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Peace and War (Two Gifts from France)

By Anatoly Liberman

I do not aim at competing with Tolstoy, but my essay, which, like War and Peace, also deals with a French invasion, however minor, has certain advantages over the world-famous novel. First, it is significantly shorter. Second, its message does not invite polemic. After the publication of Anna Karenina (which followed War and Peace), a journalist asked Tolstoy to formulate its idea in a few lucid statements. Tolstoy replied that if he were able to do so, he would not have written a thick book. Or else, he would be obliged to repeat everything said in the novel. This answer has been quoted to death, yet it bears repetition. Unlike Tolstoy, I have no trouble expressing my thought in a sentence or two, thus making the rest of the story redundant. This is the thought: Most designations of abstract concepts go back to words for easily perceivable objects or concrete actions; peace and war are no exceptions. The rest constitutes what the authors of sonatas and symphonies call development. By way of apology, I will quote another great master, this time Brahms, who observed that anybody can compose a good theme: the development is the main thing.

Little has changed with respect to hostilities and reconciliation since the earliest periods of human history, except perhaps for our professed attitude toward them. Although people have fought as long as they have existed and are today fighting with greater cruelty than ever, in the sphere of public relations we are expected to condemn war (advertising attacks and invasions is bad manners), whereas in the past war was a recognized fact of life, like diseases and death. No one doubted the intentions of a more powerful neighbor or believed in treaties. However, peace has always been viewed as something highly desirable and war as the greatest misfortune. The main prayer of the medieval Scandinavians, famous for their aggressiveness (we have not forgotten the Vikings’ raids), was for peace and a good harvest, and those people did not differ from other tribes. The history of the words peace and war confirms what old chronicles and heroic literature tell us.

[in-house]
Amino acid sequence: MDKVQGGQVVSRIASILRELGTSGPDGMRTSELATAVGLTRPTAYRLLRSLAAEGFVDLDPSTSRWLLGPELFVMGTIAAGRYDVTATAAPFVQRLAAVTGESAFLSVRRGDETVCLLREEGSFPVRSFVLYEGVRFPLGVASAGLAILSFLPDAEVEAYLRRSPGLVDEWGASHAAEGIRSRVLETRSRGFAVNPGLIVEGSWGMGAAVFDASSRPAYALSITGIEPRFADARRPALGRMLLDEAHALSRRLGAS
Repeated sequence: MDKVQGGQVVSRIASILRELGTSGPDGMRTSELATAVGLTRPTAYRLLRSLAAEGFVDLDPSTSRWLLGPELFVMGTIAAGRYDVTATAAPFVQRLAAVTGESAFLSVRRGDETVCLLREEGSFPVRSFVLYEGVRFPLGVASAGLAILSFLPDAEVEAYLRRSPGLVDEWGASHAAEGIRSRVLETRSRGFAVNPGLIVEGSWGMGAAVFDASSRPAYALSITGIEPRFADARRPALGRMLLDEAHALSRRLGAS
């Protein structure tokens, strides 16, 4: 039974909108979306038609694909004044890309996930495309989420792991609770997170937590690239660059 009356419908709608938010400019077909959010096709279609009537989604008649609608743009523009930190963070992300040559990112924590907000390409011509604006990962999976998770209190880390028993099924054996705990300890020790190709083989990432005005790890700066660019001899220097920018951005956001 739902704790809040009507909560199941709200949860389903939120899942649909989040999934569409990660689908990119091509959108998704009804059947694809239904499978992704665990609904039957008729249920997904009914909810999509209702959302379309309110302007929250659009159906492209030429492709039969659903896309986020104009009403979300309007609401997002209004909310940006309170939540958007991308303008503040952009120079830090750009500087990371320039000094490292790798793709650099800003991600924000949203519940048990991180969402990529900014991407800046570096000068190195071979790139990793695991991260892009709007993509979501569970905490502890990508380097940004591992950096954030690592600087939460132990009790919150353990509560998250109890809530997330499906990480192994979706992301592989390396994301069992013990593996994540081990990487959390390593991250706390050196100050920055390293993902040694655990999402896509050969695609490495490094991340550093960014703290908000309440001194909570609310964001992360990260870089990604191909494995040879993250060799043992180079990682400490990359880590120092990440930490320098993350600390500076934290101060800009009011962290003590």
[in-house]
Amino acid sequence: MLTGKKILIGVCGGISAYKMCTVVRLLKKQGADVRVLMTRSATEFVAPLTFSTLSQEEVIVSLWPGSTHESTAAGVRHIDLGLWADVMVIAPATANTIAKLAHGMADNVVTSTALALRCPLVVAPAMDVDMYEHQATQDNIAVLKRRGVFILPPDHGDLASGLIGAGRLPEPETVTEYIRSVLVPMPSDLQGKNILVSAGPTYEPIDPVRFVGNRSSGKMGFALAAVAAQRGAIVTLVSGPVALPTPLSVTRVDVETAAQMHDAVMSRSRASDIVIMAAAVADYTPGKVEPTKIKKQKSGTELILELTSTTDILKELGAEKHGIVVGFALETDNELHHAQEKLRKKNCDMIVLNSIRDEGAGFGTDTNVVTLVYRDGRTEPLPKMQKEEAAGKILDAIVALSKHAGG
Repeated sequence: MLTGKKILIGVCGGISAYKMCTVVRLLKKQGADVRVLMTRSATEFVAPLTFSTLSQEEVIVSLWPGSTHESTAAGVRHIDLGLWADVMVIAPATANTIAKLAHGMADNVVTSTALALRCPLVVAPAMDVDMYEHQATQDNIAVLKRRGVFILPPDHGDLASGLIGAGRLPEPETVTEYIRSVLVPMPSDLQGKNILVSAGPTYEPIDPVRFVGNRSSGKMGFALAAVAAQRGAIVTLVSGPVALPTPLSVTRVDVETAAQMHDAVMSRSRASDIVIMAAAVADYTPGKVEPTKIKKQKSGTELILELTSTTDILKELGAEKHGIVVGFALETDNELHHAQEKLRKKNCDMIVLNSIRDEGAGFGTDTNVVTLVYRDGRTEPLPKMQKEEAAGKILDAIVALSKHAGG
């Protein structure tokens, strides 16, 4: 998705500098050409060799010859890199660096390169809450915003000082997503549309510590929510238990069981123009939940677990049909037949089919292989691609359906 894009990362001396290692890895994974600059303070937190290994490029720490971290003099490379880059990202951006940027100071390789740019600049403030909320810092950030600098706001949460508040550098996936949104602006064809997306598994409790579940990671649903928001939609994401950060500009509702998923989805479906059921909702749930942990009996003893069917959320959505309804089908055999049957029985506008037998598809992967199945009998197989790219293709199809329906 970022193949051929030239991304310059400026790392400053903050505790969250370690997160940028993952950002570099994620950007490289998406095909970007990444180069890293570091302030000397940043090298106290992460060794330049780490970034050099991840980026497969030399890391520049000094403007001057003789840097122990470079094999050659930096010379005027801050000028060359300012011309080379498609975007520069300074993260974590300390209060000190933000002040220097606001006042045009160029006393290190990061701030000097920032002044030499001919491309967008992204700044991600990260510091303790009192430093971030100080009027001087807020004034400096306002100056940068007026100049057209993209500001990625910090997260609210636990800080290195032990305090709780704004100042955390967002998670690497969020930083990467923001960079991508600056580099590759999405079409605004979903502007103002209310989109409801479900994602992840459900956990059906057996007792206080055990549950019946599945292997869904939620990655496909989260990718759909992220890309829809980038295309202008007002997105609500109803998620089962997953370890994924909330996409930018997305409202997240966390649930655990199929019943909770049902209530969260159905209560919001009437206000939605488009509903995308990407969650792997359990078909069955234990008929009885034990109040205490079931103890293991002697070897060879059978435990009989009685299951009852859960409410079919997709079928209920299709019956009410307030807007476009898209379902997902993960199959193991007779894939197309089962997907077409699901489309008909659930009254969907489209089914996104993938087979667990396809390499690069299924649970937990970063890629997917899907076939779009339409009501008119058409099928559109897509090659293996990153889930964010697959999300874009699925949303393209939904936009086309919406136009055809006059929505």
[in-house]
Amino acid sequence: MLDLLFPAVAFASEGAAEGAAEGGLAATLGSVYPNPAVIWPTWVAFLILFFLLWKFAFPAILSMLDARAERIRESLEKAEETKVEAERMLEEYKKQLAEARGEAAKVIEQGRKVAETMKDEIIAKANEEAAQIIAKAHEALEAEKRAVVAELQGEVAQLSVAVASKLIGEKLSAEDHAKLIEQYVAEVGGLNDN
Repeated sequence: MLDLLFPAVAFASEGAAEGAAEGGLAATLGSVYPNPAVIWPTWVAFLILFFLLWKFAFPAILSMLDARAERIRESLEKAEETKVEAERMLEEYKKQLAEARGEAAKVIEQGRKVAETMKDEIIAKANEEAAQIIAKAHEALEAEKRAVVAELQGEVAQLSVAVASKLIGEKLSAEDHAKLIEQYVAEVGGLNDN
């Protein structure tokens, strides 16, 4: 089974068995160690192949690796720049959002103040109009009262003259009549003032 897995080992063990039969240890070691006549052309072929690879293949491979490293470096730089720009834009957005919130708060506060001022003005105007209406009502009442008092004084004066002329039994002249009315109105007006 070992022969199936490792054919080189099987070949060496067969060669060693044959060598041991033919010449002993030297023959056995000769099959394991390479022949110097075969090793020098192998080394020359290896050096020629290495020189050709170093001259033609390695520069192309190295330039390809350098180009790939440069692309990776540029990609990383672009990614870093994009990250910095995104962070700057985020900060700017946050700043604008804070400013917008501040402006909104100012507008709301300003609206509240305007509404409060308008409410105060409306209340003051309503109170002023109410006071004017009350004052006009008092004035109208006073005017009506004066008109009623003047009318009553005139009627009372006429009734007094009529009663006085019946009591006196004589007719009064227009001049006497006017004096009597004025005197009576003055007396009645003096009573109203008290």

Peace migrated to English from French. Pax, the etymon of peace, stood for “something fixed, united, joined together”; hence pact. Among its numerous, often barely recognizable cognates, whose meanings go all the way from “make firm; satisfy” to “seize, receive” and thereby “make firm,” the ancestor of Engl. fair “beautiful, pleasing” turns up (Germanic f corresponds to Latin p, as in the pater ~ father couple), and it is especially interesting. Peace, with its show of stability, was clearly understood as a good thing. In most Slavic languages the word for “peace” is mir, known to the outside world from the name of the space station “Mir,” though in Russian mir has two senses: “peace” and “world.” This word is akin to mil– “nice, pleasant.” The sense attested in the English adjective fair does not seem to have been present in the closest cognates of pax, but the Germanic-Slavic parallel is not fortuitous: peace is something “fixed” and “beautiful.” Another curious coincidence may be worthy of note. Russian mir “world” developed from “community of farmers,” so that “togetherness” yielded “peace.” Obviously related to pax is Latin pagus “(rural) district, the country,” originally “landmark fixed in the earth,” whence paganus “rustic,” later “pagan.” Once again living together, in a community, became inseparable from “peace.”